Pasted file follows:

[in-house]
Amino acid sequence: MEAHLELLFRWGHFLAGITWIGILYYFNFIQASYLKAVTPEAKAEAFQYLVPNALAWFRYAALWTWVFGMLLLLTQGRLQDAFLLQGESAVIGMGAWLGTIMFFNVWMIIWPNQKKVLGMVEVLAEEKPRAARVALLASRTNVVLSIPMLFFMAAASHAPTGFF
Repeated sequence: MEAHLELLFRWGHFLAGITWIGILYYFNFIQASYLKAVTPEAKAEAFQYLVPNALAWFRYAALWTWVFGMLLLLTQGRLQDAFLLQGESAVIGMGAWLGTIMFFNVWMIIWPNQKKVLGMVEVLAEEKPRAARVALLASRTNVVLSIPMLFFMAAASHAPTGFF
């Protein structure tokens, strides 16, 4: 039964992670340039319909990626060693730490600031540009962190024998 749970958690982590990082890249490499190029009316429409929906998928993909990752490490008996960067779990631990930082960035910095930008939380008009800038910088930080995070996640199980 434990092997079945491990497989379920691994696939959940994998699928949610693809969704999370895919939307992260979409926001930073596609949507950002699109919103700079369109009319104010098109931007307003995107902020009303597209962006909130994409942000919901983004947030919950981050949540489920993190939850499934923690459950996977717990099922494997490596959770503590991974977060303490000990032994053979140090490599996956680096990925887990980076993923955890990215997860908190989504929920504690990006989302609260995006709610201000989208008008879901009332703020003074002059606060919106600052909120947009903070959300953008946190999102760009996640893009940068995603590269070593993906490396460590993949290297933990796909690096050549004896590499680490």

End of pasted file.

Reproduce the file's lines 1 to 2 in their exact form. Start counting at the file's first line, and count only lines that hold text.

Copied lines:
[in-house]
Amino acid sequence: MEAHLELLFRWGHFLAGITWIGILYYFNFIQASYLKAVTPEAKAEAFQYLVPNALAWFRYAALWTWVFGMLLLLTQGRLQDAFLLQGESAVIGMGAWLGTIMFFNVWMIIWPNQKKVLGMVEVLAEEKPRAARVALLASRTNVVLSIPMLFFMAAASHAPTGFF